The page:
A captivating look at a singular American figure and the tumultuous history he helped fashion.

Pub Date: Sept. 1, 2018

ISBN: 978-1-4930-2887-0

Page Count: 424

Publisher: Lyons Press

Review Posted Online: Nov. 8, 2018

Kirkus Reviews Issue: Jan. 1, 2019

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The value of this book is the context it provides, in a style aimed at a concerned citizenry rather than fellow academics,...


A provocative analysis of the parallels between Donald Trump’s ascent and the fall of other democracies.

Following the last presidential election, Levitsky (Transforming Labor-Based Parties in Latin America, 2003, etc.) and Ziblatt (Conservative Parties and the Birth of Democracy, 2017, etc.), both professors of government at Harvard, wrote an op-ed column titled, “Is Donald Trump a Threat to Democracy?” The answer here is a resounding yes, though, as in that column, the authors underscore their belief that the crisis extends well beyond the power won by an outsider whom they consider a demagogue and a liar. “Donald Trump may have accelerated the process, but he didn’t cause it,” they write of the politics-as-warfare mentality. “The weakening of our democratic norms is rooted in extreme partisan polarization—one that extends beyond policy differences into an existential conflict over race and culture.” The authors fault the Republican establishment for failing to stand up to Trump, even if that meant electing his opponent, and they seem almost wistfully nostalgic for the days when power brokers in smoke-filled rooms kept candidacies restricted to a club whose members knew how to play by the rules. Those supporting the candidacy of Bernie Sanders might take as much issue with their prescriptions as Trump followers will. However, the comparisons they draw to how democratic populism paved the way toward tyranny in Peru, Venezuela, Chile, and elsewhere are chilling. Among the warning signs they highlight are the Republican Senate’s refusal to consider Barack Obama’s Supreme Court nominee as well as Trump’s demonization of political opponents, minorities, and the media. As disturbing as they find the dismantling of Democratic safeguards, Levitsky and Ziblatt suggest that “a broad opposition coalition would have important benefits,” though such a coalition would strike some as a move to the center, a return to politics as usual, and even a pragmatic betrayal of principles.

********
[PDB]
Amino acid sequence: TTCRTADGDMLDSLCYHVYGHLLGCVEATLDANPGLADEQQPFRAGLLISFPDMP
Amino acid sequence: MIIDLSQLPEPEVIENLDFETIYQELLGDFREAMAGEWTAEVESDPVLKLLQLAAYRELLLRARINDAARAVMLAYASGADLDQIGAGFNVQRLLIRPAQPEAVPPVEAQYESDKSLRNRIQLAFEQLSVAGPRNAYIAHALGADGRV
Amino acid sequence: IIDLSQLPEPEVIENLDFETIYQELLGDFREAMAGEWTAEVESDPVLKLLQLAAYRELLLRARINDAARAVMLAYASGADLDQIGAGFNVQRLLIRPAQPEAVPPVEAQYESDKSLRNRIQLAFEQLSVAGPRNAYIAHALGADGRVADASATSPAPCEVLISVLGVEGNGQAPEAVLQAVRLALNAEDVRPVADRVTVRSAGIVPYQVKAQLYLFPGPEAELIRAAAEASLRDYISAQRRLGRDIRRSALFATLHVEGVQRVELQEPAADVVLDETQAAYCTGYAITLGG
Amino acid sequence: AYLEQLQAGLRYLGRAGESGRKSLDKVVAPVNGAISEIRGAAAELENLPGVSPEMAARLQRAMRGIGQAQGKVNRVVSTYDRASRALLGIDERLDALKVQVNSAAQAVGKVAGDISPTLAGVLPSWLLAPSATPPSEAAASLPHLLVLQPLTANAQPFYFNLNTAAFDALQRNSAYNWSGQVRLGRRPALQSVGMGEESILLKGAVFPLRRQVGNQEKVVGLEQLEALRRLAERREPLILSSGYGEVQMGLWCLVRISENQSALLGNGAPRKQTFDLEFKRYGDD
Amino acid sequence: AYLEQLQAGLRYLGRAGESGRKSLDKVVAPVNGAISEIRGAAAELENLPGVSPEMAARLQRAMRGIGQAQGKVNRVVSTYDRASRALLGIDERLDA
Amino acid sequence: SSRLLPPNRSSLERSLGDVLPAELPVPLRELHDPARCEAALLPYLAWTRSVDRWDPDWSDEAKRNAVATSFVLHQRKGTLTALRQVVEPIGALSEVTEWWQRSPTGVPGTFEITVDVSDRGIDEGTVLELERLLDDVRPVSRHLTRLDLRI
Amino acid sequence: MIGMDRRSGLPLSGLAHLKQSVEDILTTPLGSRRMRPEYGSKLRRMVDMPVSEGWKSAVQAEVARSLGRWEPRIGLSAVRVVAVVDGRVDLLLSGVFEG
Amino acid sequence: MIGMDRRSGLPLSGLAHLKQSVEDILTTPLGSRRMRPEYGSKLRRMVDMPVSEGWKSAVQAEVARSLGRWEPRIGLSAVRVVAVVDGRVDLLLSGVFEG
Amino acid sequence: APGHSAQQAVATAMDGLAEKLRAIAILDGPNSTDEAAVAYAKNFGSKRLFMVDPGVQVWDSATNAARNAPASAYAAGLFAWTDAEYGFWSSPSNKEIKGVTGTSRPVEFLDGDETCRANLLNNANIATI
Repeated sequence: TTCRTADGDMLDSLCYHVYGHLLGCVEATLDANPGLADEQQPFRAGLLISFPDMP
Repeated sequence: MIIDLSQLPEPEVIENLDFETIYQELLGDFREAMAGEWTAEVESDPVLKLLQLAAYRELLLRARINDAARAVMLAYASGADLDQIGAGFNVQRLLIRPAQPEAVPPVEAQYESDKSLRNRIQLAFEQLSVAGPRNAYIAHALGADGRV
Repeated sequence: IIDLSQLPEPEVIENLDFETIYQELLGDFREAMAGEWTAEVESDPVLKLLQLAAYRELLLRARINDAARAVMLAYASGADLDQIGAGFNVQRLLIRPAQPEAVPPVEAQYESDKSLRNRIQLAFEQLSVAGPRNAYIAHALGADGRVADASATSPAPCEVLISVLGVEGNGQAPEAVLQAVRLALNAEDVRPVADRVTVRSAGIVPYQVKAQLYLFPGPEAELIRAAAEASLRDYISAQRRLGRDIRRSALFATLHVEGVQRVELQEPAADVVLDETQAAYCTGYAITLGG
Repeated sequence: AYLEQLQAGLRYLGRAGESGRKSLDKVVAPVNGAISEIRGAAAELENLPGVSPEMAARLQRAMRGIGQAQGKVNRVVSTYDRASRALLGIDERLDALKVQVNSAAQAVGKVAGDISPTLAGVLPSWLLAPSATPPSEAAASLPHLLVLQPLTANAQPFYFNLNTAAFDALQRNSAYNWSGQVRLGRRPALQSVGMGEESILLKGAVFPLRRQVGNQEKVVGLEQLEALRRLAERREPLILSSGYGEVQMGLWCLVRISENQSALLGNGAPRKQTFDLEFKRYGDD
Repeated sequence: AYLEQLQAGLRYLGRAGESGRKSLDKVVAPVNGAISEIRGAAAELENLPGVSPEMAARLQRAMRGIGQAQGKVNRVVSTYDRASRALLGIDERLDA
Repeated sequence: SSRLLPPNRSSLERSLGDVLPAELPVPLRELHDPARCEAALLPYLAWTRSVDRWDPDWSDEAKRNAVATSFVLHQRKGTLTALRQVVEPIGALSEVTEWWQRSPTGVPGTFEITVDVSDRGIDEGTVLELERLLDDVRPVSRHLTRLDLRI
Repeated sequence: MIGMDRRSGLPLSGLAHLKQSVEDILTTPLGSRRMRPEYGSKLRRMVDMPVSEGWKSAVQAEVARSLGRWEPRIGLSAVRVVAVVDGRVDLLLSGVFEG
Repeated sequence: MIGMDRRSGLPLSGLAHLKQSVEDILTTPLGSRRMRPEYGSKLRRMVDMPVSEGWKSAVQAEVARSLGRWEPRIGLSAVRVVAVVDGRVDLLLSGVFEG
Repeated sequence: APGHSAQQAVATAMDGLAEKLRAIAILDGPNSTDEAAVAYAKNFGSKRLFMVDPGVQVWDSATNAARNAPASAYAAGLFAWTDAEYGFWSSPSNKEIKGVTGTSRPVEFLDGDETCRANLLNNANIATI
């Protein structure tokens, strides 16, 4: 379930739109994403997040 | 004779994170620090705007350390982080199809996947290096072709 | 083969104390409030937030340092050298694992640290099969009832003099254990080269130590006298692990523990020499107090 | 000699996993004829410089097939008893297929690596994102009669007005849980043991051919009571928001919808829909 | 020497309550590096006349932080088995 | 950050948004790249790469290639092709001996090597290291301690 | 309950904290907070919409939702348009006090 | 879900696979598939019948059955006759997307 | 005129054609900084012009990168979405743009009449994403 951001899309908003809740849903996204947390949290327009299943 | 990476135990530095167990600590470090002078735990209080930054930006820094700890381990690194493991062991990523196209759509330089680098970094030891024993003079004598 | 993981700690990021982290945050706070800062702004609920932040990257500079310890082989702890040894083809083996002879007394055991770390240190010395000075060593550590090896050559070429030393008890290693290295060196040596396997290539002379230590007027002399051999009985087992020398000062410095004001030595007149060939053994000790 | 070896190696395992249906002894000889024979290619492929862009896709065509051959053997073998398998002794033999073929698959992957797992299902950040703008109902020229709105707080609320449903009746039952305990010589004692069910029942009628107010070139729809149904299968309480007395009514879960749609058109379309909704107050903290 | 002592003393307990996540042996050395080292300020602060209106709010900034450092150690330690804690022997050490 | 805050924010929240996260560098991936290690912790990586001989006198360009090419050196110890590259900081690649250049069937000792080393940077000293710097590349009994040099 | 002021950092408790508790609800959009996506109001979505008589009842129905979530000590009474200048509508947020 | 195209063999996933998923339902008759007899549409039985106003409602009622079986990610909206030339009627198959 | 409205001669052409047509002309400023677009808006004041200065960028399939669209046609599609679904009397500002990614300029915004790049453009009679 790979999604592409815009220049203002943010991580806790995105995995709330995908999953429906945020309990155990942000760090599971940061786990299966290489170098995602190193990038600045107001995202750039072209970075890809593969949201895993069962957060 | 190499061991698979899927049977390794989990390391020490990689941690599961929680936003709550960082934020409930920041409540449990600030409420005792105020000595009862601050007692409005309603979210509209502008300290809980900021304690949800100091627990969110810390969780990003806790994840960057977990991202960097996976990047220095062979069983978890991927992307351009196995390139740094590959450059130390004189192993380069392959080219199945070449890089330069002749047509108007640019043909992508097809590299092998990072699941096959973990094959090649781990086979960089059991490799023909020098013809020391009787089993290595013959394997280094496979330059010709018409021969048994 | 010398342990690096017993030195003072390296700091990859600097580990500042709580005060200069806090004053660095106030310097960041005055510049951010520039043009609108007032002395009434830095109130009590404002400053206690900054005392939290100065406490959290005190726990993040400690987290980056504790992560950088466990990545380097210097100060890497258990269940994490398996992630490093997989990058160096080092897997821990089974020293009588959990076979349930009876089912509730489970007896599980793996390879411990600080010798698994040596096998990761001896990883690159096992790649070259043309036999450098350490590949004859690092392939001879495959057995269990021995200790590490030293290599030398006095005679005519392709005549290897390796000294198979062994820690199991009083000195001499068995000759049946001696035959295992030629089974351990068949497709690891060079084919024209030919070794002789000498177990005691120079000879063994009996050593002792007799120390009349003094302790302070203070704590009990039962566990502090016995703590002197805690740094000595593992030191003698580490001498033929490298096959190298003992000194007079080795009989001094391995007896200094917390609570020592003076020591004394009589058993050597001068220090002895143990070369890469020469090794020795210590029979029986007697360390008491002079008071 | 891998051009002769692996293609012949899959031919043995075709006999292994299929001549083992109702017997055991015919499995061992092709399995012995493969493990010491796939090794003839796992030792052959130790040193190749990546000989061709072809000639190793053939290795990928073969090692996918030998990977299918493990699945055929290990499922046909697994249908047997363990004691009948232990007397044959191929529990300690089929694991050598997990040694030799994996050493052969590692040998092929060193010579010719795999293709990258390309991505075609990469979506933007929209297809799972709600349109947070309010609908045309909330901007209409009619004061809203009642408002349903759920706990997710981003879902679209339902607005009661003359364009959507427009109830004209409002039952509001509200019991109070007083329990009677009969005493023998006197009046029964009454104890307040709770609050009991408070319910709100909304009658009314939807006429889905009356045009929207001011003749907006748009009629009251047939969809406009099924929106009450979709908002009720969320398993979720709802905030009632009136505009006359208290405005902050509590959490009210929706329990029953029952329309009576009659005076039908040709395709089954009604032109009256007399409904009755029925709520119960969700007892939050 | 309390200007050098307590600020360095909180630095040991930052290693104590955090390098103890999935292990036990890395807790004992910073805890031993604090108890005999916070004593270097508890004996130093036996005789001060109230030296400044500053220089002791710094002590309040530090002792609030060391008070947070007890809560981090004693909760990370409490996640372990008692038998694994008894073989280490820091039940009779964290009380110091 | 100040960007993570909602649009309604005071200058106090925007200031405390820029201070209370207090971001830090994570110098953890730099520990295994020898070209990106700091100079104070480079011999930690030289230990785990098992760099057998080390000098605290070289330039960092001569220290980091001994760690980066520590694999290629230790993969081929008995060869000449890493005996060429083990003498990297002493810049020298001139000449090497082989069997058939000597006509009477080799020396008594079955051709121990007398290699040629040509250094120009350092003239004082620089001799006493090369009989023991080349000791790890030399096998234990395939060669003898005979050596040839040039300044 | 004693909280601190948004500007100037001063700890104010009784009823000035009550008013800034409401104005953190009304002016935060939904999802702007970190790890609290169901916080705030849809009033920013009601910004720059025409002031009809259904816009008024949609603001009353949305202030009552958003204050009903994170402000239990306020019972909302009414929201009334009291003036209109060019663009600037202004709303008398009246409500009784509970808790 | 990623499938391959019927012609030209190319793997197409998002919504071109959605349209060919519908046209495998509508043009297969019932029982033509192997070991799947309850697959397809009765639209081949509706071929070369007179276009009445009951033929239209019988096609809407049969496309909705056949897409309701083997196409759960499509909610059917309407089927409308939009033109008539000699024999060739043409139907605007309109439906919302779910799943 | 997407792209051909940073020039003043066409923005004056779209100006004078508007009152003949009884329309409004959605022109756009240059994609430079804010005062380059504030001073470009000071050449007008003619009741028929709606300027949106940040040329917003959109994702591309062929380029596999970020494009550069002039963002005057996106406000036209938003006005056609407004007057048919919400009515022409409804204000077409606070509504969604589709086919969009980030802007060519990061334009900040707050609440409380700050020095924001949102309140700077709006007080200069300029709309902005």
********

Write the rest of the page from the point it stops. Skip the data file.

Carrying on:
The value of this book is the context it provides, in a style aimed at a concerned citizenry rather than fellow academics, rather than in the consensus it is not likely to build.

Pub Date: Jan. 16, 2018

ISBN: 978-1-5247-6293-3

Page Count: 320

Publisher: Crown

Review Posted Online: Nov. 13, 2017

Kirkus Reviews Issue: Dec. 1, 2017